Rafael Ximeno y Planes (1759–1807 or 1825) was a Spanish painter and draughtsman born in Valencia and deceased in Mexico (by subsequently a colony of New Spain). He was the son of a silversmith and first theoretical the painter’s profession from his maternal uncle Luis Planes. Later he studied at the Real Academia de San Fernando in Madrid thanks to a scholarship. He along with studied in Rome in 1783. In 1786 he was appointed vice-director (teniente director) of the Real Academia de San Carlos of Valencia, and in 1793 he moved to Mexico City as the vice-director of the School of Fine Arts.
In complement to academic canvases, Ximeno furthermore created the frescos in the churches of Jesús María and La Profesa, in Mexico City. His fresco ‘The Assumption of the Virgin’ can be found in the arena of Catedral Metropolitana de Ciudad de México. Some of his act out also appears in the Basílica de la Asunción, in the town of Cieza, Spain.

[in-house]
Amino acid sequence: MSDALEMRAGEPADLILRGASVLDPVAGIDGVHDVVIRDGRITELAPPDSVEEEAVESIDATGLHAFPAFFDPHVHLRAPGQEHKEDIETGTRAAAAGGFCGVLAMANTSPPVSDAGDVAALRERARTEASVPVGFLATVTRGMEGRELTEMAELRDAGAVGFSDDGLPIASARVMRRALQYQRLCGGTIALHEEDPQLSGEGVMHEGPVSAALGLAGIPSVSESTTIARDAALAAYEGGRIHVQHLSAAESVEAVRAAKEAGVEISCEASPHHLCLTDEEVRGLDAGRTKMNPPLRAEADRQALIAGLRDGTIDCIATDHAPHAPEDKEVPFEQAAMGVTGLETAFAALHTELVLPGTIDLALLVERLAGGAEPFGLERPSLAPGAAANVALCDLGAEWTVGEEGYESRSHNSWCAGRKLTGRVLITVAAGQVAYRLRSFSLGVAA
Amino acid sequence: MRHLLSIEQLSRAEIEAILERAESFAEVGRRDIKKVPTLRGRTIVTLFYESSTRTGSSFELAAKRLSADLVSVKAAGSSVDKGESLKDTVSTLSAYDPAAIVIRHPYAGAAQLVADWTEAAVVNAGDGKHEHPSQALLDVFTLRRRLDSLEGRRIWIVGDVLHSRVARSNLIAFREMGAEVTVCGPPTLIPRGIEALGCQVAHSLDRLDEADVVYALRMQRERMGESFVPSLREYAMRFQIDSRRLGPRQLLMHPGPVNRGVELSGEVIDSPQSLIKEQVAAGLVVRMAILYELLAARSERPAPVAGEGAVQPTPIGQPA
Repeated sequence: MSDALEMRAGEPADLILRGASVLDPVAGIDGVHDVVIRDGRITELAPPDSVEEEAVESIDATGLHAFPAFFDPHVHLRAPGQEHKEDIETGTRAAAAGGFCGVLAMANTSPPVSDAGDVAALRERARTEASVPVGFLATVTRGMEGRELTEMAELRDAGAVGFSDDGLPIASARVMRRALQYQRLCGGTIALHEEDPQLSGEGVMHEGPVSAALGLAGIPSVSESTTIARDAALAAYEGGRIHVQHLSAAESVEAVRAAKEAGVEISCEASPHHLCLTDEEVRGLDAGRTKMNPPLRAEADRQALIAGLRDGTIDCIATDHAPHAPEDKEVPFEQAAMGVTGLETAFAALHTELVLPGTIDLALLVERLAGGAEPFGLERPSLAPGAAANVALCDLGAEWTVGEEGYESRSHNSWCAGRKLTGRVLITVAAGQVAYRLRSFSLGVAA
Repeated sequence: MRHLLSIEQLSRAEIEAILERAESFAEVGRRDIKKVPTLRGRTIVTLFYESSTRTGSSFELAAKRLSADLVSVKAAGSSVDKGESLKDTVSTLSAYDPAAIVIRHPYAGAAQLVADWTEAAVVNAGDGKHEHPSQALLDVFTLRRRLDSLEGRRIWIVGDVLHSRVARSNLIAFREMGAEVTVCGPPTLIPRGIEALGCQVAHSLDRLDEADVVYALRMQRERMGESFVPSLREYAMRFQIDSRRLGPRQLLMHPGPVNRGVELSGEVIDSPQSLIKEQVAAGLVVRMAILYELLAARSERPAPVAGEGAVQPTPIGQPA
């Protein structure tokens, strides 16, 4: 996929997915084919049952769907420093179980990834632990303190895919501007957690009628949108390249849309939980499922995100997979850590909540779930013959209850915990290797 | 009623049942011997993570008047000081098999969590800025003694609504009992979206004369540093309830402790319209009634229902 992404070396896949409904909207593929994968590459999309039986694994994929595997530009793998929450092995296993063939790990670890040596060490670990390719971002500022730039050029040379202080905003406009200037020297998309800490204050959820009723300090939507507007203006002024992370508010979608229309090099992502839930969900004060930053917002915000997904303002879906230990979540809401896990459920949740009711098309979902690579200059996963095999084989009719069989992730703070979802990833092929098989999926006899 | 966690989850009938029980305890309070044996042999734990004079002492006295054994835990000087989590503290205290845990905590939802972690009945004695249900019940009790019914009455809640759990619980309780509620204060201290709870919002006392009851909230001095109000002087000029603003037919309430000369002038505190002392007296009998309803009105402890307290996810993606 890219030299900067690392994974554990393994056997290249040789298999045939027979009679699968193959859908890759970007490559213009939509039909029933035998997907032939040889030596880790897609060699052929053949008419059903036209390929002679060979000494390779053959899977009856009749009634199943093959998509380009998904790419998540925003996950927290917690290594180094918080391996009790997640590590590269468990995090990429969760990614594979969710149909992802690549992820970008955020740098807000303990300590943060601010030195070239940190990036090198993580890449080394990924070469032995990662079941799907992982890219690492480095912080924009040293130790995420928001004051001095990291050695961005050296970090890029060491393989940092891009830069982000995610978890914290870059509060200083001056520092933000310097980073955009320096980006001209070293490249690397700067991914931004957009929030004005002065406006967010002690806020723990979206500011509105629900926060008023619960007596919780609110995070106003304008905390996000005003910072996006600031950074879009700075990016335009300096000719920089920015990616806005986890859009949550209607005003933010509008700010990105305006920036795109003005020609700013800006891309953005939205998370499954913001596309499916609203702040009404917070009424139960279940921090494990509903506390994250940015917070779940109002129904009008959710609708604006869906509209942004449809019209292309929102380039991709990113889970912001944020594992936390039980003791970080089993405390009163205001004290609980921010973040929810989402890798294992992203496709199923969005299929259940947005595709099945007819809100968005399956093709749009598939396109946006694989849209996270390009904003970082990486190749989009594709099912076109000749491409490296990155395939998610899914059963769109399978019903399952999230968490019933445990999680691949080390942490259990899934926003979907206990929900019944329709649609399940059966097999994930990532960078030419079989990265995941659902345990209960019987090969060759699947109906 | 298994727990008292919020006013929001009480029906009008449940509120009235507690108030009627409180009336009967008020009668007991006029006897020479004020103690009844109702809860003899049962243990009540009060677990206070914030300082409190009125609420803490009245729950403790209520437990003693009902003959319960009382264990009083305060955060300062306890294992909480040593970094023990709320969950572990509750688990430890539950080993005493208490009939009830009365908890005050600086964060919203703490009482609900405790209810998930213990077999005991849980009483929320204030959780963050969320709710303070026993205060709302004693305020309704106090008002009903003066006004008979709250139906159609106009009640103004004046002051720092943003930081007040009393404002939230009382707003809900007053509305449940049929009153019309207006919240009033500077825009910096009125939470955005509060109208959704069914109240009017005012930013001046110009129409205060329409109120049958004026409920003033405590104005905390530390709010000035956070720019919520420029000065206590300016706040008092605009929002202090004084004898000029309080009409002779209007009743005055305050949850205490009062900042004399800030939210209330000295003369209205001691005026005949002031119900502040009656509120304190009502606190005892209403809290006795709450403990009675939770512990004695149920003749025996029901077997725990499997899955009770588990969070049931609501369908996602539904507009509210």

Throughout his career, he made drawings which were preparatory for prints. Notable among these are his illustrations for the completely popular first Spanish translation of Robinson Crusoe, by Tomás de Iriarte (1750–91), published in Madrid in 1789 (which is really a translation not of Daniel Defoe’s indigenous text, but of Joachim Heinrich Campe’s adaptation, published in Hamburg 1779–80). Four of these preparatory drawings by Rafael Ximeno y Planes are preserved in the British Library. There are then drawings by José Juan Camarón y Meliá (1760–1819) for this edition of Robinson Crusoe in the British Library.
More prints after drawings by Ximeno y Planes appear as illustrations in two editions of Don Quixote, one published by the Real Academia de la Lengua in Madrid (now Real Academia Española) and printed by Ibarra in 1780, and another published by Gabriel de Sancha together with 1797 and 1798. In 1779 he illustrated an edition of Crónica de Juan II by Hernando del Pulgar.
The artist is in addition to known for the engraved portraits of Charles IV of Spain, Francisco de Quevedo and Pedro Calderón de la Barca, appearing in the series Retratos de Españoles Ilustres, engraved by Mariano Brandi, for which he drew the designs.
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